“Ah! Brador people!”
The clerk at the little store near Lacolle knew why we were there. It was 1979, and I didn’t know much about Quebec, but I did know that it was where we went to buy Molson’s Brador beer.
It was kind of a big deal for SUNY Plattsburgh students to drive across the border to score cases of Brador. It was thought to be a fine and superior beer, especially when compared to the Budweiser and Genny Cream Ale we bought at Chuck Wagon on Brinkerhoff Street. But the true appeal of Brador may have been that it was a high-octane brew with 6.2 percent alcohol.
Today, you can get beer that’s much better — and with just as much alcohol — in any supermarket, but back then, Brador was a magic elixir only possessed by the most determined and discriminating drinkers, and it could only be obtained on a journey to a foreign land.
These “Brador runs” would take us into Canada by way of an obscure border crossing out in the middle of nowhere. I don’t remember much scrutiny on the way into Canada, and even less as we passed back through US Customs laden with cases of Brador. It was a different time.
These were my first trips to another country, so everything was interesting and exotic — as if what I encountered in the outskirts of Plattsburgh wasn’t strange enough. At the time, the North Country still felt raw and wild, like West Virginia collided with the Ozark woods. It was a rough and tumble corner of the state that was forgotten by time, and populated by people with strange accents so thick you could barely understand them. Are we really in New York?
As a bunch of stupid kids from the suburbs, we were convinced that we were one wrong turn away from a Deliverance country — but we always made it back with the beer.
Truth is, Brador probably wasn’t that great. Molson stopped making it some years back, and I’m not sure anyone misses it. Like a lot of things, the memory probably better than the truth.
Membership Has Its Privileges
The Times Union has taken to calling readers “members.” Does this give us access to the gym at the TU headquarters?
Among the rules for mass at my church this weekend: Masks all the time, no singing, four seats between individuals or family groups, no touching hands, limited seating capacity, attendance by reservation only, do not enter without an “ambassador” to seat you, do not leave until instructed to do so by the ambassador, stand at your seat to receive communion, no communion on the tongue, no books or paper, no mingling in common areas or the parking lot, bring hand sanitizer. Peace be with you.
Usually at this time, we’re getting ready for a week in Canada, to a quiet island where Lake Ontario spills into the St Lawrence River. Not this year. The border remains closed until July 21, at the earliest. Got to keep out the filthy Americans.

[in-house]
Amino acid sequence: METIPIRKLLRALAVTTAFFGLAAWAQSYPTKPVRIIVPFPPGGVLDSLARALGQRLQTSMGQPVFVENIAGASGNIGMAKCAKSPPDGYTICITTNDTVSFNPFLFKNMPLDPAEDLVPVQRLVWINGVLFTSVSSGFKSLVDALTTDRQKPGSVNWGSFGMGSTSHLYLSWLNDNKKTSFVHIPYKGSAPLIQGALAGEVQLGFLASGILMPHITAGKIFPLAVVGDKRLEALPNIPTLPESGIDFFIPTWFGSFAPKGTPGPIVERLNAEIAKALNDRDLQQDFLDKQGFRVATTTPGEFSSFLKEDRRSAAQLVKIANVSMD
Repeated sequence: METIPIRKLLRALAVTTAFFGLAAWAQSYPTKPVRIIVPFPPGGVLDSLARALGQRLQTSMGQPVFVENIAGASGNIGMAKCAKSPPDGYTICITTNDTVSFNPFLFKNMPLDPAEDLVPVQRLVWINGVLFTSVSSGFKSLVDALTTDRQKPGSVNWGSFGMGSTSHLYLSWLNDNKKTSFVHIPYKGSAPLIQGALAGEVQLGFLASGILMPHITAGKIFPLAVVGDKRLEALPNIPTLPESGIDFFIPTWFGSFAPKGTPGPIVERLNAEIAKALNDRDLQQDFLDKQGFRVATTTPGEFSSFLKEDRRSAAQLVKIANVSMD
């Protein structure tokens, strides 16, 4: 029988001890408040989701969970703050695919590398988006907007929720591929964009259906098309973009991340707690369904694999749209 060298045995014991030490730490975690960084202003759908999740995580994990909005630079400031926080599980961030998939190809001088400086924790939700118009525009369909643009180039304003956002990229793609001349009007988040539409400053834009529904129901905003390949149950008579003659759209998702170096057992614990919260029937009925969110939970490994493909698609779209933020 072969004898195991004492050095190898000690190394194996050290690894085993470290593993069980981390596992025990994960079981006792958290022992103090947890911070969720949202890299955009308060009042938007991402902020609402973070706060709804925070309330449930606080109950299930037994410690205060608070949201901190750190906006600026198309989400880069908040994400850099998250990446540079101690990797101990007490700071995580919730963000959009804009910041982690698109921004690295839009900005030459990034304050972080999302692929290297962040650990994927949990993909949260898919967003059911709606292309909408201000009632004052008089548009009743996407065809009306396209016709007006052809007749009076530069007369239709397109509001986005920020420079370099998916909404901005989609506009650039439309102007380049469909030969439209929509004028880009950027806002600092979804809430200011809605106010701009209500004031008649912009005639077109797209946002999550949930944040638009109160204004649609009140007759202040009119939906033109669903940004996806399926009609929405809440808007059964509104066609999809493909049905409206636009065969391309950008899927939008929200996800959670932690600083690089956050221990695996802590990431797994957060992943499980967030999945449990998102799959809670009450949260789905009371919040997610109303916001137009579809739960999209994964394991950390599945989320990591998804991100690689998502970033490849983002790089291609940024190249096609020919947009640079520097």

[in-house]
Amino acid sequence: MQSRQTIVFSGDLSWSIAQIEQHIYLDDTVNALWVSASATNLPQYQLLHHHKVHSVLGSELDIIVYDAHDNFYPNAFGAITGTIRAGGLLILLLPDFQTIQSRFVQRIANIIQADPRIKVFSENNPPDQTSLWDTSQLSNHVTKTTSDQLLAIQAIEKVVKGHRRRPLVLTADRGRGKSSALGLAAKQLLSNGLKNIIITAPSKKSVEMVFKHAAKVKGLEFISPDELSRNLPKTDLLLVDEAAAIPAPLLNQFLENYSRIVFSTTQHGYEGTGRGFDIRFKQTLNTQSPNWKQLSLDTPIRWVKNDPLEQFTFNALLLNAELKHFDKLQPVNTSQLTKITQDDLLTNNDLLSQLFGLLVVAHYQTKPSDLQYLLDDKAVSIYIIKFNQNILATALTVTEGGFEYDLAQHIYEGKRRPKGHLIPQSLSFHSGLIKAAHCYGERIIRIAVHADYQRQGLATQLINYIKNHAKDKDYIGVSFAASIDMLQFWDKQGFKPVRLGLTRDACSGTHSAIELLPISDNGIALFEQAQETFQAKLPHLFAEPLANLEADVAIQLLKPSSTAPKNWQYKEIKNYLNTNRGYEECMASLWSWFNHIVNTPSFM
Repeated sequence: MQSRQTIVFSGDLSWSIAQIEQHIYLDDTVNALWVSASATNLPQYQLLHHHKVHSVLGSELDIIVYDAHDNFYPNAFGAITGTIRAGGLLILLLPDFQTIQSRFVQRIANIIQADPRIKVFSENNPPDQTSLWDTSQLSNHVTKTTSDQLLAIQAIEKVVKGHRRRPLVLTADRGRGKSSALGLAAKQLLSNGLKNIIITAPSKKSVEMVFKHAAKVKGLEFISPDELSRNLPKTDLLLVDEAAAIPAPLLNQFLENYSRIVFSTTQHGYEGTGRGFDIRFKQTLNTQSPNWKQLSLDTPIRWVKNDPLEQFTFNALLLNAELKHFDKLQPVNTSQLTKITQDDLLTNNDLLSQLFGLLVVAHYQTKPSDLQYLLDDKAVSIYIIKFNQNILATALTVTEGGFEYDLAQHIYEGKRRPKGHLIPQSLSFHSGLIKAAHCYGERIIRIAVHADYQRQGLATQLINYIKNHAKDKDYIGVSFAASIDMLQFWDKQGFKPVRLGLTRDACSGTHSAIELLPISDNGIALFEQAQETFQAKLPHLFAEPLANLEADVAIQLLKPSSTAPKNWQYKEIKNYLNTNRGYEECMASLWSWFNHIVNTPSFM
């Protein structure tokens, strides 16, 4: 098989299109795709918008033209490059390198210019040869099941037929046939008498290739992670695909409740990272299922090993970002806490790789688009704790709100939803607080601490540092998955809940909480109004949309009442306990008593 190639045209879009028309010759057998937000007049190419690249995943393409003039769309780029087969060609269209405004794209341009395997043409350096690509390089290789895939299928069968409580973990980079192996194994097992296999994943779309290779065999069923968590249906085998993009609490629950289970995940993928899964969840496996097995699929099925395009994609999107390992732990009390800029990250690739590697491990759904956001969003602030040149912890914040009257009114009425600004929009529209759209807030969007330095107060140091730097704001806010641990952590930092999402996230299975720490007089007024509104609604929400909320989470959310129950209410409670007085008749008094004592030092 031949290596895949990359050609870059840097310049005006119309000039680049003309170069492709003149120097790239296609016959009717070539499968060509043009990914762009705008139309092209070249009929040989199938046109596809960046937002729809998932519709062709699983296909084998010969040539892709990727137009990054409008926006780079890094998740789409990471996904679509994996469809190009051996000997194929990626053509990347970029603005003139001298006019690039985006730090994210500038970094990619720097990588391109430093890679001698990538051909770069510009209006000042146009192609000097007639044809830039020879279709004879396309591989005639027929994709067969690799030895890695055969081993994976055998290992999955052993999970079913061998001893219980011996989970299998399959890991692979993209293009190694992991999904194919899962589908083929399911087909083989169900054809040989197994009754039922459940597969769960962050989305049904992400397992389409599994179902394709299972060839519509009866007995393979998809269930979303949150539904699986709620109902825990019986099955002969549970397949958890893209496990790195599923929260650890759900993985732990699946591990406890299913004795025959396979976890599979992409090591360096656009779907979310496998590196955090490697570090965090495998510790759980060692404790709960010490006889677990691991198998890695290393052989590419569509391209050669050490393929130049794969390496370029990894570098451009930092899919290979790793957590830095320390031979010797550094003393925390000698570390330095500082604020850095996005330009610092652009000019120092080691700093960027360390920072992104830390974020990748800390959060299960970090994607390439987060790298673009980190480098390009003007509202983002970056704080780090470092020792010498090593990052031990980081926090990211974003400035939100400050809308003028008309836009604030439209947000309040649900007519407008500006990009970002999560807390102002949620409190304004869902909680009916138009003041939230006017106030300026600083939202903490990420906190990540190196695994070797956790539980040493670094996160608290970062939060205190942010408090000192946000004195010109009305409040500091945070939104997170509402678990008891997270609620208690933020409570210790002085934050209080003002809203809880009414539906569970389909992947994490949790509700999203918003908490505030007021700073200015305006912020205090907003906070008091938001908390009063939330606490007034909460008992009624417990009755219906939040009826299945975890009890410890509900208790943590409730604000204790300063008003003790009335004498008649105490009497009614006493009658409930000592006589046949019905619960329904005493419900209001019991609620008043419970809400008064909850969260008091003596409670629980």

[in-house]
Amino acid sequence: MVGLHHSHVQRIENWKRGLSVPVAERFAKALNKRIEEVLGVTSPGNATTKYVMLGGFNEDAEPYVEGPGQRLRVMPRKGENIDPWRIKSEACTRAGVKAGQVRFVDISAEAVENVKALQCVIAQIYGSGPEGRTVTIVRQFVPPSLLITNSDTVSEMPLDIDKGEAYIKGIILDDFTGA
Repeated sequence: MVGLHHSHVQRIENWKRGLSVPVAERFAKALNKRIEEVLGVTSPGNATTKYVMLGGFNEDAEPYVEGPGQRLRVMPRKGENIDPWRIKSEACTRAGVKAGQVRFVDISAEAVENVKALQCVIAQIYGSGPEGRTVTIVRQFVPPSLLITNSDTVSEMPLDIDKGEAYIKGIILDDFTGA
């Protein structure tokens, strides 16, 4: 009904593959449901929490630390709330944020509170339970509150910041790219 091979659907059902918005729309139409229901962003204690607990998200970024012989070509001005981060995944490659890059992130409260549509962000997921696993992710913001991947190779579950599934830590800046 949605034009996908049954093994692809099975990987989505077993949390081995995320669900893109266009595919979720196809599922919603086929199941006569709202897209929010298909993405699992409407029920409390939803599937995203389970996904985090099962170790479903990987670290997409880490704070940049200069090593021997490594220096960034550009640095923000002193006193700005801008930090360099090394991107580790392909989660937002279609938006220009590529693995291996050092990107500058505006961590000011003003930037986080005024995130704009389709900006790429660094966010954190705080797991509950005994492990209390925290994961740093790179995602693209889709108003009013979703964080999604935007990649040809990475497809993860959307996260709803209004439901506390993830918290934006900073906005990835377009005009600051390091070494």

Our dog, Scarlett, has a small repertoire of tricks — certainly enough to impress visitors and to qualify her as the best trained dog in our neighborhood.
But when it comes to training dogs, I’ve never seen anything like what I saw in Scotland.
At a Leault Farm, just off the road between Edinburgh and Inverness, shepherd Neil Ross trots out a gang of border collies who move sheep exactly where he wants them in a vast field. But what makes this truly amazing is that he controls individual dogs on command.
With a combination of words and whistles, one dog will jump up and race hundreds of yards away and loop around the sheep. Then, on command, the dog will drive the sheep where Ross wants them. With more shouts and whistles he’ll send a different dog out on another route — then another and another.
After the herding, you see how sheep are sheared – you can give it a try, if you like. The dogs wander around and socialize with the visitors; they’re calm and friendly – which is unusual for intense working dogs.
Aside from the beat up Range Rover, it could have been a hundred years ago. The lush green fields, the sheep, the dogs. A visit to this farm gives you a peek at a way of life that’s endangered on every side.
Neil Ross was born in the house on the farm, and he told us his kids are taught at home, far from “the nonsense they learn in school about the environment and politics.” That turned a few heads, but I can’t say I blame him.
NOTE: If your interested in rural life in the UK, I recommend A Shepehrd’s Life by James Rebanks. It’s a beautifully written book.
All around Scotland, ancient people left clues about their existence, but there’s still great mystery surrounding the way they lived — and died.
The Corrimony Cairn is deep in the countryside down a narrow road in the Highlands, and while it may not be as grand as a place like Stonehenge, you feel a strange force viewing this 4,000 year old burial chamber.
Our tour guide pointed to the standing stones that circled the main structure. “Some people believe that if you hug those stones, they bring long life.”
Long life? Ok, why not. It was a wet day, but really: are you going to visit the cairn and not hug a rock?
The next day we were off in another small bus and on our rainy way to the Isle of Skye. We stopped at a lovely spot along the way with a stone bridge over a winding creek. It all stood below a dramatic cluster of mountains, and even on a misty day it was stunning.
Our guide, Chris, pointed down to the river. “It’s said, that if you put your face in the water for six seconds, it will bring you eternal beauty.”